For investors like myself who are looking for clues in regards to where the oil space is heading down the road, there are two main "regions", if you will, of focus: US production and OPEC's joint OPEC and non-OPEC production agreement. While these are very significant in nature, there is one region that we (especially myself) tend to not cover in much detail that warrants attention: China. In what follows, I will look at some data related to the country insomuch as it relates to the oil market and more and give my thoughts on what it should mean for investors in companies like Whiting Petroleum(NYSE:WLL), Chesapeake Energy Corp. (NYSE:CHK), Approach Resources (NASDAQ:AREX), and Legacy Reserves (NASDAQ:LGCY), as well as for the United States Oil ETF (NYSEARCA:USO) and other oil-related ETFs moving forward.
A look at China's oil production relative to demand
Like the US (though the US is moving away from this designation), China is known as a net oil importer. This is due to the fact that, on the whole, the world's second-largest economy requires so much oil and petroleum products every day while only producing a small amount of its overall needs. Take, for instance, the graph below.
*Created by Author
As you can see by looking at the graph, oil demand in China has soared in recent years. While in 2013 demand came out to 10.4 million barrels per day, last year the figure grew by around 0.32 million barrels per day from 11.19 million barrels each day to 11.51 million. OPEC, in its latest monthly report, expects (and you can see this in the image below) for global GDP to grow more this year than last but China should be a laggard, with growth coming in at 6.2% compared to the 6.7% seen in 2016 relative to 2015. Despite slower growth, oil demand in the nation should grew by around 0.28 million barrels per day from 11.51 million to 11.79 million.
*Taken from OPEC
No matter how you stack it, this is great news for oil bulls because every 0.1 million barrel increase in demand year over year helps, keeping all else the same, address 36.5 million barrels of oil throughout a year. So long as this figure comes in somewhere in the aforementioned range, it's unlikely that China will dip into a recession since there tends to be a relationship between economic growth and oil demand, but there is some risk that if China's economy starts to slide (from its housing bubble, for instance), then we could see some trouble.
Now, regarding supply. Naturally, you would think that if China's oil demand were rising that the country would prioritize increasing output. You would be incorrect. As you can see in the graph below, the nation's production grew from around 4.3 million barrels per day in 2013 to about 4.39 million barrels per day in 2015 but has since been on the decline. In 2016, production was lower by 0.31 million barrels per day to 4.08 million. If the EIA's (Energy Information Administration's) estimates are correct, this figure should drop to around 3.90 million barrels per day this year, meaning a year-over-year drop of 0.18 million barrels per day as low prices have deterred drilling.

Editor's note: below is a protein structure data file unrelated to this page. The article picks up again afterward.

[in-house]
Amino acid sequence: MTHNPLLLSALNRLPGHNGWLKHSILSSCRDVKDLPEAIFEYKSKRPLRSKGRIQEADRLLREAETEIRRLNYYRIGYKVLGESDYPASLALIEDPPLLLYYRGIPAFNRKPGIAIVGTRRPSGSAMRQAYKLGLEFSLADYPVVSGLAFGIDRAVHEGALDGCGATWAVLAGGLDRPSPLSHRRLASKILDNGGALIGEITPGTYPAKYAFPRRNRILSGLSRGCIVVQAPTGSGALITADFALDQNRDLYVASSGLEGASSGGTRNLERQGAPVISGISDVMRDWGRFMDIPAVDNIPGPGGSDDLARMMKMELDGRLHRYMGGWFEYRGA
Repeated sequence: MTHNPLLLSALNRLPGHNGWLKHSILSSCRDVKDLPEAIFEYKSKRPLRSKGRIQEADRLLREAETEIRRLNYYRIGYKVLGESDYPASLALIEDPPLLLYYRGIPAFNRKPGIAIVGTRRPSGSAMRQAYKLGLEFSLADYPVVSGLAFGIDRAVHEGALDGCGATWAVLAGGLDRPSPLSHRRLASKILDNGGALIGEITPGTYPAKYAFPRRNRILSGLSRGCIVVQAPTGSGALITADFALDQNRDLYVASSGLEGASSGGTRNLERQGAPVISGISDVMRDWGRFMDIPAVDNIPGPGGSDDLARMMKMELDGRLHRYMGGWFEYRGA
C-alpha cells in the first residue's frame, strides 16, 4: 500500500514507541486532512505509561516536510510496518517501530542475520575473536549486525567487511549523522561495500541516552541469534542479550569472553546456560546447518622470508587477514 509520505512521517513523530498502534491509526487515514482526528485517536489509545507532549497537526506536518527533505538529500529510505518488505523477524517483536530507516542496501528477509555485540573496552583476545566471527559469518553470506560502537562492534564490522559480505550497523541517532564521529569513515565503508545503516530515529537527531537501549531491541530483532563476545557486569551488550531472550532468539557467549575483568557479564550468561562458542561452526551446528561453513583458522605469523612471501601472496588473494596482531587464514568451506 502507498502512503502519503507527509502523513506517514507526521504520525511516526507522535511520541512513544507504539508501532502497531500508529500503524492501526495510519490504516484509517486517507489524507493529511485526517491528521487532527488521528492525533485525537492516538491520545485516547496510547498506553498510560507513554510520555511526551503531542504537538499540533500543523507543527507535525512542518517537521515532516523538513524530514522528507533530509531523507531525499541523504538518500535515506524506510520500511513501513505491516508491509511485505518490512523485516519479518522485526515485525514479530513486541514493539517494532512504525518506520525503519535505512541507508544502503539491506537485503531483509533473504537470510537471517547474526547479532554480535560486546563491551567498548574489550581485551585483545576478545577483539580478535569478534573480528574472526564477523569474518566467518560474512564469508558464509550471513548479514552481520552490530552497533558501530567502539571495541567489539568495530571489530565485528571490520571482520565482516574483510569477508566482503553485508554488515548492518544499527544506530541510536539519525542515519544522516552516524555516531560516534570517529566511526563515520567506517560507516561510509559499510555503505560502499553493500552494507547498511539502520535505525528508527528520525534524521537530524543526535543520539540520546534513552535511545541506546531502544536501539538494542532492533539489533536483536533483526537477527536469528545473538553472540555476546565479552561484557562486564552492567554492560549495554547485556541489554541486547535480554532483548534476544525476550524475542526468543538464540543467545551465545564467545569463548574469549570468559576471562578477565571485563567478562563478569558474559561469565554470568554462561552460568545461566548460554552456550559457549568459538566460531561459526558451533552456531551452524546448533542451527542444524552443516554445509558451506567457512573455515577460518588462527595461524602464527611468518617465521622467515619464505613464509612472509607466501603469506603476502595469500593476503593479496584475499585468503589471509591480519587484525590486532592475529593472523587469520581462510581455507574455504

*Created by Author
China should help siphon off extra global production
Seeing all of this data, one logical conclusion is that we might see commercial oil stocks for the country drop to some degree. This has not, however, seemed to have happened. As you can see in the image below, commercial inventories in China did dip from 363.2 million barrels in November to 362.8 million in December. In January (the most recent month for which data is available), though, their data showed a hefty increase, with storage growing to 378 million barrels. At first glance, this appears bullish but we also need to be cognizant of seasonal factors. If you look at January of 2016, inventories in China stood at 380.8 million barrels. This suggests that they are modestly lower than they were a year earlier.
*Taken from OPEC
This may seem peculiar since it doesn't make sense that demand could be rising while production is falling, but the simple answer is that the nation's import activities have soared. In the image below, for instance, you can see that net imports of oil and products in December came out at 8.282 million barrels per day, a month-over-month change of 0.526 million barrels per day. In January, this number grew to 8.326 million barrels per day.
*Taken from OPEC
As an oil bull, I see this change in imports as bullish (though not as bullish as seeing that data along with seeing falling inventory levels). This is due to the fact that not only is the country seeing demand grow while production in its borders falls, but also that every barrel China absorbs is an extra barrel that is being taken off global stockpiles elsewhere. If the year-over-year figure for January's inventories was worse than in 2016, I would feel less comfortable about all of this, but the fact of the matter is that China is serving as a hose to siphon some of the excess global output.
Based on the data provided, it seems pretty clear that the picture facing China from an oil production perspective is rather pessimistic, but this, when coupled with growing demand from the country, will only serve to help the bullish case for crude. I would be surprised to see China single-handedly take care of all of the excess output that's out there today, but between it, the OPEC and non-OPEC deal, and my own view that global demand will probably be higher this year than analysts anticipate, I think this just adds one more positive piece of news to the oil bulls' arsenal.
Disclosure: I am/we are long LGCY, WLL, AREX.
I wrote this article myself, and it expresses my own opinions. I am not receiving compensation for it (other than from Seeking Alpha). I have no business relationship with any company whose stock is mentioned in this article.
Additional disclosure: I own LGCYO and LGCY